Road To Georgetown: The world has dramatically changed in the past few decades. How do rural communities adapt, and thrive? Where do we go from here?
On the "Road To Georgetown" we began to discuss and tell stories about "redefining rural". This culminated in our first conference on 4th May 2013 at NSCC COGS. Now we continue this discussion by focusing on themes that matter to us here.
Let's start, let's talk, by "Redefining the Annapolis Valley".
Dr.Bob Maher and Edward Wedler are planning a 500+ km trek (from
Yarmouth NS to Georgetown PEI) starting in September 2013 to raise awareness of the
Georgetown conference theme "Redefining Rural" and to collect and share rural stories.
Each citizen has unique qualities. Communities grow through its
citizens and those communities then create their own culture and commerce.
They are to collect and share stories about rural people-redefined -- their lives, communities, and geography.
The Georgetown conference in October is an Atlantic Canada meeting to look at ‘redefining rural’. As part of the lead up to the event, the local community, supported by the Annapolis Spectator, proposed two initiatives: a series of Georgetown Letters, where citizens could submit their ideas to the weekly newspaper, and a one day conference called ‘The Road to Georgetown’ (R2G). This event on May 4th provided the audience with a context: a Skype call to Greg Baeker on the Creative Rural Economy and a presentation by Mark Austin on the findings from the commission on building the Nova Scotia economy. In the afternoon, Edward Wedler hosted a storytelling session that allowed local residents to describe their experience living in this area. The passion shown by the storytellers about their ‘sense of place’ was inspirational. We learned two lessons from May 4th: a) Web technology can be a powerful vehicle for sharing ideas and information about ‘place’ (see audio, photographs and links throughout this website) b) There is real strength in the informal networks throughout rural Nova Scotia. From this experience, we (Edward Wedler and Bob Maher) had to answer the question: what is the next step in civic engagement? First, we recognize that Atlantic Canada is a mosaic of unique geographies. Rather than getting caught up in administrative boundaries, we need to think in terms of logical landscape units. If we are going to share stories, then we need a common geography. Thus – redefining the Annapolis Valley. This is not to be exclusive. Simply put, there are many similarities – climate, topography, soils in the Annapolis Valley that supports a long agricultural history. Second, we can use new technologies (maps and web) to address themes important to the region. One theme is demography. Can we provide learning opportunities that bring together youth and boomer professionals? This leads us learning how to reinvent the existing institutions.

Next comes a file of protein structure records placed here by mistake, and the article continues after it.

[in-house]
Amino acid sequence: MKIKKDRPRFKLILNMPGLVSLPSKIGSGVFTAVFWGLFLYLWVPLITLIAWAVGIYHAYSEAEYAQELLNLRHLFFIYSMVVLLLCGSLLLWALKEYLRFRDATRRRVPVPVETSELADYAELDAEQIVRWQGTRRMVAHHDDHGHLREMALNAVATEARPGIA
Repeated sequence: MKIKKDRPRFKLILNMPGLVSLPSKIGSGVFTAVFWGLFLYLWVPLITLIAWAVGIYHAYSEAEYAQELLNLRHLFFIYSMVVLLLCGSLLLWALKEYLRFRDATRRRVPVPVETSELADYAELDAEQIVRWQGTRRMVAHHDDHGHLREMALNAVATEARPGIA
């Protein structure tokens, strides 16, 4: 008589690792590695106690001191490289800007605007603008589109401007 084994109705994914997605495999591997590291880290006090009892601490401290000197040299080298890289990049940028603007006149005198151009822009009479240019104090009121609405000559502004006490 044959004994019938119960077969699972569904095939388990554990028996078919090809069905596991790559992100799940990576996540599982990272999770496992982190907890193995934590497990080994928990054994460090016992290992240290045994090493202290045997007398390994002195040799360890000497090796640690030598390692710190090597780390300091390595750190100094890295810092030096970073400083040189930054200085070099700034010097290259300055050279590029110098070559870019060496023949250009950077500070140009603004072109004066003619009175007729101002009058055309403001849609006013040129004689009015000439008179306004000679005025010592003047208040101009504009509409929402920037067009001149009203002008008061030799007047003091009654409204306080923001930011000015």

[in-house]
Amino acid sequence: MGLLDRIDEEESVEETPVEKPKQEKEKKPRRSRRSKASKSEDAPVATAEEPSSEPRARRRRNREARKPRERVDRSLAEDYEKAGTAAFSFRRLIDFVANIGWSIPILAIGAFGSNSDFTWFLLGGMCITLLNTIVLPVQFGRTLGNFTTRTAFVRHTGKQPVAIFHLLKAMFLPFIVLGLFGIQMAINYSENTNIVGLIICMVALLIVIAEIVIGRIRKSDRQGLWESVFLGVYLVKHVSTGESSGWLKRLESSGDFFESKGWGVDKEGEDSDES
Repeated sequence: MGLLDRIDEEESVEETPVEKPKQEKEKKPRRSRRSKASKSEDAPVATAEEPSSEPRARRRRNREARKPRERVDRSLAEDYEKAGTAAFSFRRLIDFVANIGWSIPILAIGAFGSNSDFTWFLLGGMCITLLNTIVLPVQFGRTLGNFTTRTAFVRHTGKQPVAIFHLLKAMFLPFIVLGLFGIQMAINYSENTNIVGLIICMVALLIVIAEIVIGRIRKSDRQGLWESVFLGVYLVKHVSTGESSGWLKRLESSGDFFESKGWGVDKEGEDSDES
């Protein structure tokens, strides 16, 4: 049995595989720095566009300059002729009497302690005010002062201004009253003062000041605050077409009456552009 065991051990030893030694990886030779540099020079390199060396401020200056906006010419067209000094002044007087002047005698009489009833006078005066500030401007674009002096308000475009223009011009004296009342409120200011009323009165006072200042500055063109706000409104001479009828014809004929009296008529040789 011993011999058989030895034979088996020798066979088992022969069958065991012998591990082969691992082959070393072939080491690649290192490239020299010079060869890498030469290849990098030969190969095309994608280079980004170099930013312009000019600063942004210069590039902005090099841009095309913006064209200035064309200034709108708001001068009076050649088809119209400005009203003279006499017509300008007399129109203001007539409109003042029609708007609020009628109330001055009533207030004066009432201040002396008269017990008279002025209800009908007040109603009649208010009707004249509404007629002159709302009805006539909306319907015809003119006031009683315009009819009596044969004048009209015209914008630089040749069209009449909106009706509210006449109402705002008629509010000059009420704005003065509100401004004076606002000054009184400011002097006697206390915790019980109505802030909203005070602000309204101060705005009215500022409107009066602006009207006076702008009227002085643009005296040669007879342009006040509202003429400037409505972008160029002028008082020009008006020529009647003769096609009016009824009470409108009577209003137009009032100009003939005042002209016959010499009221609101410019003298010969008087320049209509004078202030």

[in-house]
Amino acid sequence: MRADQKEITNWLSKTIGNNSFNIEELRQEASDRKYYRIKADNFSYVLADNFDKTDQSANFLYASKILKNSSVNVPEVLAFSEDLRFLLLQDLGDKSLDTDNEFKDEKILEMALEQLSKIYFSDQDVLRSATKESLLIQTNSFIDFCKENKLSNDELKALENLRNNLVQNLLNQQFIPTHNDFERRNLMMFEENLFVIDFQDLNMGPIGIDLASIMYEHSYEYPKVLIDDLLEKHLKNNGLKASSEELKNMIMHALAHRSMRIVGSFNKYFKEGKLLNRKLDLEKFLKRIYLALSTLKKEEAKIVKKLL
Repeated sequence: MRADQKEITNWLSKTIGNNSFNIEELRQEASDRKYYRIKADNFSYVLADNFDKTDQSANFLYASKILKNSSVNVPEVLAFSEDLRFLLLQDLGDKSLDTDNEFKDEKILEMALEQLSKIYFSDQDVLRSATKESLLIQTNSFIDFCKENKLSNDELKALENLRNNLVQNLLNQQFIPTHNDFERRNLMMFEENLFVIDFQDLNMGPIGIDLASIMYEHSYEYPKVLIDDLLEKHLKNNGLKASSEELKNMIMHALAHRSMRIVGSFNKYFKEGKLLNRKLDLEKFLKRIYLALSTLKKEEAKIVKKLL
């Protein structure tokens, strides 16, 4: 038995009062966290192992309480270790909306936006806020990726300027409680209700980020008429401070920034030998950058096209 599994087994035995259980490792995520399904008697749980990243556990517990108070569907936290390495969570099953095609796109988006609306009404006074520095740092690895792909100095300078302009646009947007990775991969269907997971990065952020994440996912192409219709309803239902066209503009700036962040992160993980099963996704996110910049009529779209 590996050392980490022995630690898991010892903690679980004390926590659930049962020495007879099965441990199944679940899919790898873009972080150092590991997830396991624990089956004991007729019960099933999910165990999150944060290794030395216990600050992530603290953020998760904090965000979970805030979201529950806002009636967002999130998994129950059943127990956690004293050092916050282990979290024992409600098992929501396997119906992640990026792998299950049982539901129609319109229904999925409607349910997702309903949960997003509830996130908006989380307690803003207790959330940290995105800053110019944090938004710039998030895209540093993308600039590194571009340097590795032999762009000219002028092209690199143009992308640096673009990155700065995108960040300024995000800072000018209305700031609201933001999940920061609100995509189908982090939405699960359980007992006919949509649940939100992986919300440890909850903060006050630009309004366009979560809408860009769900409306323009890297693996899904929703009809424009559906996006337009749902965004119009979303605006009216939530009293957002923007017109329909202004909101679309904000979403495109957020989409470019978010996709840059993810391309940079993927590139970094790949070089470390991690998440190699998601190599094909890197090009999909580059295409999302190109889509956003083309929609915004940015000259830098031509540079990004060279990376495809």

Next Steps 1) Share the results of the R2G conference with the larger region 2) Expand our networks to address youth engagement 3) Initiate conversations with existing institutions about network technology, content, and future vision.